Weeks later, Russia threw its weight behind two separatist insurgency movements in Ukraine’s eastern industrial heartland, the Donbas, which eventually saw pro-Russian rebels in Donetsk and Luhansk declare the DPR and LPR independent states, although their claims went entirely unacknowledged by the international community.

More than 14,000 people have since died in the fighting that has been ongoing throughout the intervening years, devastating the region.

Both Ukraine and the West have accused Russia of sending troops and weapons to back the rebels but Moscow has denied the allegations, stating that the “Little Green Men” who joined the separatists’ cause were not really Russian soldiers or had done so voluntarily, hence their lack of identifying insignia, an argument few believe.

A 2015 peace accord – the Minsk II agreement – was brokered by Francois Hollande of France and Germany’s Angela Merkel to help end the bloodshed.

The 13-point agreement obliged Ukraine to offer autonomy to the separatist regions and amnesty for the rebels while Ukraine would regain full control of its border with Russia in the rebel-held territories in return.

The agreement is highly complex and remains contested, however, because Moscow continues to insist it has not been a party in the conflict and is therefore not bound by its terms.

In point 10 of the treaty, there is a call for the withdrawal of all foreign armed formations and military equipment from the disputed DPR and LPR: Ukraine says this refers to forces from Russia but Mr Putin is adamant in his denials that his country has any of its own troops in the contested regions, despite the obviousness of the untruth.

In 2021, a spike in ceasefire violations in the east and a Russian troop concentration near Ukraine fuelled fears that a new war was about to erupt but tensions abated when Moscow pulled back the bulk of its forces after manoeuvres in April.

(Video) Why Russia is Invading Ukraine

How is the situation at present?

After months of costly and violent warfare, it is believed that Russian citizens are finally beginning to see through the fog of Kremlin propaganda and understand Mr Putin’s misjudgement of the war for what it is.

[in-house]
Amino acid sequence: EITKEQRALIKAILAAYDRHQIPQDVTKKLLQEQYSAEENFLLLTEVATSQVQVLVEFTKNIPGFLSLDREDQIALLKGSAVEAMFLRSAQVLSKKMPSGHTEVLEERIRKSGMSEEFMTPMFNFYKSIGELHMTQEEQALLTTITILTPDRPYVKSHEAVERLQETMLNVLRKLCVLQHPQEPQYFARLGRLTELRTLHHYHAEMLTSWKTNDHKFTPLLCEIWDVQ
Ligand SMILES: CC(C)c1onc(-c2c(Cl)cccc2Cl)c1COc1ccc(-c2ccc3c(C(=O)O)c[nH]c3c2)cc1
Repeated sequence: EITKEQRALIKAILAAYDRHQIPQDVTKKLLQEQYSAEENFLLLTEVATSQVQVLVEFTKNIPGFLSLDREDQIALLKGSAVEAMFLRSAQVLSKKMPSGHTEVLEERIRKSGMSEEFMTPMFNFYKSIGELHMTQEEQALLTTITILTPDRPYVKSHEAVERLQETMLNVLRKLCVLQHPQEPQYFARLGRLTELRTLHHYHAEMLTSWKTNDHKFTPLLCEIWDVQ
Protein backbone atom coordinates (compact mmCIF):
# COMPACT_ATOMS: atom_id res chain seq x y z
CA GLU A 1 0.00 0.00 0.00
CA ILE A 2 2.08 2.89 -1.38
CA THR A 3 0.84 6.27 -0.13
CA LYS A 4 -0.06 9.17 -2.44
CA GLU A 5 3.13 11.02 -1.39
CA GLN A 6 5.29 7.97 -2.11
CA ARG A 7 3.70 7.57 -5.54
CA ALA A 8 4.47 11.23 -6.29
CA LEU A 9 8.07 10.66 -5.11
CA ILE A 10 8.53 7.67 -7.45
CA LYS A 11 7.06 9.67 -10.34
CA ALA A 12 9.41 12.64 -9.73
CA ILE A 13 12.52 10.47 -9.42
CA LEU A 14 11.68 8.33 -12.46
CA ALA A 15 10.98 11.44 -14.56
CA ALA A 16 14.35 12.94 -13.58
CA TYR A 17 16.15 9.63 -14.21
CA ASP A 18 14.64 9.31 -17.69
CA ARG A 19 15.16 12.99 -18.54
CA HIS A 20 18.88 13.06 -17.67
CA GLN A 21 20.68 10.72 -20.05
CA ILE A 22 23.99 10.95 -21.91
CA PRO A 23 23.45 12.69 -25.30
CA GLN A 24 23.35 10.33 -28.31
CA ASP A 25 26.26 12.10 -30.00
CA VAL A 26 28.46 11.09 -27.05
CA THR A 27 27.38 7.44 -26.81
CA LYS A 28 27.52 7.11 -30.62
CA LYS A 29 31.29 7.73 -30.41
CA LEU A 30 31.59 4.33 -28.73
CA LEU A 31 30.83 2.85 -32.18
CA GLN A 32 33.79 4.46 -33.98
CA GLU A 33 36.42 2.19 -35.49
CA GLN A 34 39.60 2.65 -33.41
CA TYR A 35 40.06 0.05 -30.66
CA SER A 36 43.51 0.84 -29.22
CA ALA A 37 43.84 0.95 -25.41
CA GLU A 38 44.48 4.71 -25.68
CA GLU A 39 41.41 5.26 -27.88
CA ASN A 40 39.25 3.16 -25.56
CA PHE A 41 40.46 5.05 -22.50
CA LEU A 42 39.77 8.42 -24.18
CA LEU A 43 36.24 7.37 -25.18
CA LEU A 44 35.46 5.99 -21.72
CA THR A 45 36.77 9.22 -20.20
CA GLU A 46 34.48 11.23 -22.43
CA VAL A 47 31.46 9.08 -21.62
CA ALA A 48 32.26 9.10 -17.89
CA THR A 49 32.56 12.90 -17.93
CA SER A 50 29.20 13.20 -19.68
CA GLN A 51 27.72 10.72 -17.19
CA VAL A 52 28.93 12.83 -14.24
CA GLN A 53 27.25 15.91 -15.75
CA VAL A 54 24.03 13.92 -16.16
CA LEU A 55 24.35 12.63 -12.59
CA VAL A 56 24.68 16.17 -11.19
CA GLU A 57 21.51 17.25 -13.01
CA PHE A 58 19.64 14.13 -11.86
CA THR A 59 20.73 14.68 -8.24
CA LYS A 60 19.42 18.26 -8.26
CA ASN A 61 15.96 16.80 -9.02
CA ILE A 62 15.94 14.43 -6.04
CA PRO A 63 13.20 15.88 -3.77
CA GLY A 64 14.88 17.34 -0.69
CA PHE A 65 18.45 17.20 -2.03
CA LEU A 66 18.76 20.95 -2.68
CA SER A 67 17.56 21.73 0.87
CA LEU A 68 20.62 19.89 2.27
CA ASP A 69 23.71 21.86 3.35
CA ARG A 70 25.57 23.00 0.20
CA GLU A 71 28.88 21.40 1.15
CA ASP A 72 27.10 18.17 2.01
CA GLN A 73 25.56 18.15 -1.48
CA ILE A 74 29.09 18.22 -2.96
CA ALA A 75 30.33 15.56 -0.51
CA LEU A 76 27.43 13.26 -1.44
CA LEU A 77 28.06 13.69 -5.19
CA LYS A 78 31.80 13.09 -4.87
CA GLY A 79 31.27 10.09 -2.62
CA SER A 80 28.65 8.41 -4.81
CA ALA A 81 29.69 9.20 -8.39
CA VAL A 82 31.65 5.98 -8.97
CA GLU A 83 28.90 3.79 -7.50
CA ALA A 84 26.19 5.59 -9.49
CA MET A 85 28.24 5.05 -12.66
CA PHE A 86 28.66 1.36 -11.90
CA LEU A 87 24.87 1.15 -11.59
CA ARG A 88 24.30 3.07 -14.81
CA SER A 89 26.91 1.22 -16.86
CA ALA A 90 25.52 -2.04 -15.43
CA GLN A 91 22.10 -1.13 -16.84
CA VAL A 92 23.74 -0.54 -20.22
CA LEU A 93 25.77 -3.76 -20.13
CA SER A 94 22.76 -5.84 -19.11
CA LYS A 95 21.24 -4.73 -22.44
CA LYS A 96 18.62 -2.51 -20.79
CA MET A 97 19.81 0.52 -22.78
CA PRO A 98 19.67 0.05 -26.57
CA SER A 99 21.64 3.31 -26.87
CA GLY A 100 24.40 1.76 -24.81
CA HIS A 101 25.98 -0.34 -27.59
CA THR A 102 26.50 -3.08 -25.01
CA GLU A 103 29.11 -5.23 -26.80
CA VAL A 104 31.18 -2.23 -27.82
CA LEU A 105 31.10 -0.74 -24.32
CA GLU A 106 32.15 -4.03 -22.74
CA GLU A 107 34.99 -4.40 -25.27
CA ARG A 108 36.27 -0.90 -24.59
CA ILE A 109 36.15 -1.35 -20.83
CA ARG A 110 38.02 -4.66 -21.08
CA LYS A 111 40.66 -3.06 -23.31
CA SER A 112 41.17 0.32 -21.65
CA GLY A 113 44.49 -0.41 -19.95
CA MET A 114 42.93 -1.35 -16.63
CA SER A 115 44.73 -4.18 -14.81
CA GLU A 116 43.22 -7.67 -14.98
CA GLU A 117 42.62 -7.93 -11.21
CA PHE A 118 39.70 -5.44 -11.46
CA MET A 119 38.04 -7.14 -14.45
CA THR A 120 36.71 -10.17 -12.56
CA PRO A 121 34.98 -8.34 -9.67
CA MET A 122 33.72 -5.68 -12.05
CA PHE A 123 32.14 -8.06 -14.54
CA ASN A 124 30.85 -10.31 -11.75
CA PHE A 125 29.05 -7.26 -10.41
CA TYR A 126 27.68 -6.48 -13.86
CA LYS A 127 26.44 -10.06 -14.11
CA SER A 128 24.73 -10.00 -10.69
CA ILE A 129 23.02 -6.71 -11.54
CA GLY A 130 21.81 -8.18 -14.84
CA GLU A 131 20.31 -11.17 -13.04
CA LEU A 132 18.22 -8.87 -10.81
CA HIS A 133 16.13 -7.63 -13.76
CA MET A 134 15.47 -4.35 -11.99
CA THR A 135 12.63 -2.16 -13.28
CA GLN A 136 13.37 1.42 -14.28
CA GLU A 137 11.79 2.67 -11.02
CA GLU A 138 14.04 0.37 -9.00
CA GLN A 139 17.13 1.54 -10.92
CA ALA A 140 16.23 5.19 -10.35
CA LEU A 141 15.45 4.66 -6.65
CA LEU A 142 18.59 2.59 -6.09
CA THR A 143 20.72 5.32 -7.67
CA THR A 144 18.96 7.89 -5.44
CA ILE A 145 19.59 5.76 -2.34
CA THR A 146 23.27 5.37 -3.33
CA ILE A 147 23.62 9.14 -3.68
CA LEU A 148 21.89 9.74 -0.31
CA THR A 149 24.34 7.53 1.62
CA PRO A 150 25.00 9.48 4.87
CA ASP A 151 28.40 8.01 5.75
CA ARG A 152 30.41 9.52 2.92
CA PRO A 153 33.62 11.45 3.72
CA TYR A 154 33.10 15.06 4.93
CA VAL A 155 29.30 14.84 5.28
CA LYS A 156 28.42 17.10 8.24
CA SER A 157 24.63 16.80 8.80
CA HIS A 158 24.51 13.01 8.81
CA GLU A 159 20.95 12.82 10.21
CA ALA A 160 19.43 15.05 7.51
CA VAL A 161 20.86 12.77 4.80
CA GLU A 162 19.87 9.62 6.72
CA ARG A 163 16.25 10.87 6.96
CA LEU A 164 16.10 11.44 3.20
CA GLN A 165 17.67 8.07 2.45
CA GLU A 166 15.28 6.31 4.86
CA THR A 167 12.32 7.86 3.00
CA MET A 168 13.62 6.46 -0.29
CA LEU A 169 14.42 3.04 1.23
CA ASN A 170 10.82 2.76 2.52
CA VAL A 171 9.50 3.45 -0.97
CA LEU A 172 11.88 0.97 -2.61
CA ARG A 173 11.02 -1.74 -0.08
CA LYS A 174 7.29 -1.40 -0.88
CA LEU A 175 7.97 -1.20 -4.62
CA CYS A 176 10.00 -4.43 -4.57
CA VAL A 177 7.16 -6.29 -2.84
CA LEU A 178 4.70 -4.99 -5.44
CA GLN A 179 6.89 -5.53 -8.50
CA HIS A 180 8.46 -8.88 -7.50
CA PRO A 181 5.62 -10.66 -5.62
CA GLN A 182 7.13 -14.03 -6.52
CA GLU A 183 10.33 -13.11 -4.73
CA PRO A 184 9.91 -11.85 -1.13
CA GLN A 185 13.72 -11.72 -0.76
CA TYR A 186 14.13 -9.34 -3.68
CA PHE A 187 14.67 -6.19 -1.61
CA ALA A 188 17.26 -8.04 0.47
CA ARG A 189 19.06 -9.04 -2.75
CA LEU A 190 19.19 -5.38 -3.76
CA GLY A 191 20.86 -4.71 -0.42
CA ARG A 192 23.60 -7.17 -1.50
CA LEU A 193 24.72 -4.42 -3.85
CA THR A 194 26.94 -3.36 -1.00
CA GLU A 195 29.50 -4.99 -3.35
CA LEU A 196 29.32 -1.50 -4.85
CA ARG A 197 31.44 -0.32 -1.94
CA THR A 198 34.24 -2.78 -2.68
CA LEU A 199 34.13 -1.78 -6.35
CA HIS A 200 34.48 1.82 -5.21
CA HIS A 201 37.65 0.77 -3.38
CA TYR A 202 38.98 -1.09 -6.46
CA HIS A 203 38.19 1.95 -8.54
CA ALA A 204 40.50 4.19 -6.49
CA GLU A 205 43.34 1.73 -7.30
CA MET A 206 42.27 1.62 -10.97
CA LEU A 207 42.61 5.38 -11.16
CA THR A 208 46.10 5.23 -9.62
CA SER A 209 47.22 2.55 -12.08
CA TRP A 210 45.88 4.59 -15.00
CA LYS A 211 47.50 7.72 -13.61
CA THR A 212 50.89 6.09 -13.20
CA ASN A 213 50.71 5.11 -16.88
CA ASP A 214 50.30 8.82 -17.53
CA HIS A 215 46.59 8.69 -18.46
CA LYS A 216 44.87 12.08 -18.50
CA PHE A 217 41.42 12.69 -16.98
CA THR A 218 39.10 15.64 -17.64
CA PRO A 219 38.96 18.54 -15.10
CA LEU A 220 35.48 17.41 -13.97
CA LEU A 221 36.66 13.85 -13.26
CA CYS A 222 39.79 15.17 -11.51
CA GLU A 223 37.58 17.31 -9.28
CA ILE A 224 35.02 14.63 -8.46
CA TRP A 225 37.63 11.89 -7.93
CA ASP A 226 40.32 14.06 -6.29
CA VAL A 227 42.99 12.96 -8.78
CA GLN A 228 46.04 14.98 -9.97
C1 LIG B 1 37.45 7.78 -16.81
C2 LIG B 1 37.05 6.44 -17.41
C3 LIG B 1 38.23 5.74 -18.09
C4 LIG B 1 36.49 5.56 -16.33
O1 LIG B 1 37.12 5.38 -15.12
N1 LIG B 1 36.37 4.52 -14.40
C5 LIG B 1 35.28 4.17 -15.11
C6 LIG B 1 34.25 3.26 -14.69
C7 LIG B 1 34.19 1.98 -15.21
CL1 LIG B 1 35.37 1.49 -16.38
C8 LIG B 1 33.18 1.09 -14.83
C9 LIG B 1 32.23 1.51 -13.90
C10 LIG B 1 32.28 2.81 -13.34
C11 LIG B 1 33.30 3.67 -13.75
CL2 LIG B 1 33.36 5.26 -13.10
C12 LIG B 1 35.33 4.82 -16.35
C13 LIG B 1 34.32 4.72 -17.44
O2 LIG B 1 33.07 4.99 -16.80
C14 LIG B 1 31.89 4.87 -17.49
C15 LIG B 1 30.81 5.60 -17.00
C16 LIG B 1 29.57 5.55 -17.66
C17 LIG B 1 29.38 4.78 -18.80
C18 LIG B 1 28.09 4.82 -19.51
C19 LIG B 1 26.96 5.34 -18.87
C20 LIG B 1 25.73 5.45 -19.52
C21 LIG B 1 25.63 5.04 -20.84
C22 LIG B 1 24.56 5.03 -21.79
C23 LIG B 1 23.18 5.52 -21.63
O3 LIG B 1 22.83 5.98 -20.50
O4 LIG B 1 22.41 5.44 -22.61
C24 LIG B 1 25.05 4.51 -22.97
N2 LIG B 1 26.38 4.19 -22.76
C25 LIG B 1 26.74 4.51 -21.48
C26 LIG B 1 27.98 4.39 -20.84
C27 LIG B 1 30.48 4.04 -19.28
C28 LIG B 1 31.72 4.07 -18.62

Despite being the aggressor, their country has suffered devastating losses and economic consequences too as a result of its leadership’s actions and a growing reluctance to see more conscripts killed and living standards fall, especially in support of a war so ill-defined, is likely and could eventually lead to street protests.

Sir Jeremy Fleming, director of the intelligence, cyber and security agency GCHQ, said Russians are now feeling the consequences of the Kremlin leader’s “war choice”.

In October, Russia responded to Ukrainian strikes on a major bridge connecting Crimea to its territory – a matter of huge pride to Mr Putin when it was first opened – by launching a widespread missile bombardment of Ukraine, some of which killed civilians in Kyiv.

Mr Putin called the destruction of the bridge along the Kerch Strait “an act of terrorism aimed at destroying critically important civilian infrastructure”.

In response to these assaults, Mr Zelensky accused Russia of trying to wipe his country “off the face of the earth” while his foreign minister, Dmytro Kuleba, added that the strikes show Mr Putin “is a terrorist who talks with missiles.”

Meanwhile, the West continues to assess the risk of nuclear warfare.

Mr Biden has warned explicitly that the conflict could lead to “nuclear armageddon.” However, the White House has insisted that it has no reason to believe there is an “imminent” threat of Mr Putin using such weapons just yet.

But the Kremlin leader did make clear in that September address that Russia would consider the use of nuclear weapons against Nato if its territory were to be threatened as a result of the invasion.

At the time, Mr Putin warned: “To those who allow themselves to make such statements about Russia, I would like to remind you that our country also has various means of destruction, and for some components more modern than those of the Nato countries.”

(Video) Explained: Why Putin’s Ukraine obsession led to Russia invasion

The threat was the most significant suggestion of the use of nuclear weapons by a leader with access to those weapons in decades and threatened to return Washington and Moscow to the height of tensions not seen since the Cold War.

While Russia’s recent retreat from Kherson unquestionably marks a triumph for the Ukrainian military, it has also left Mr Putin “humiliated”, as Tory MP Tobias Ellwood has pointed out, warning that there could be dire consequences.

“There’s huge concern that he’s going to go more extreme,” he said.

“He’s going to find more imaginative ways to raise the stakes.”

The fighting has become entrenched around the towns of Bakhmut and Soledar since late 2022, with Russian Wagner Group mercenaries battling Ukrainian forces in heavy mud, rubble and sub-zero temperatures in what has become a savage war of attrition.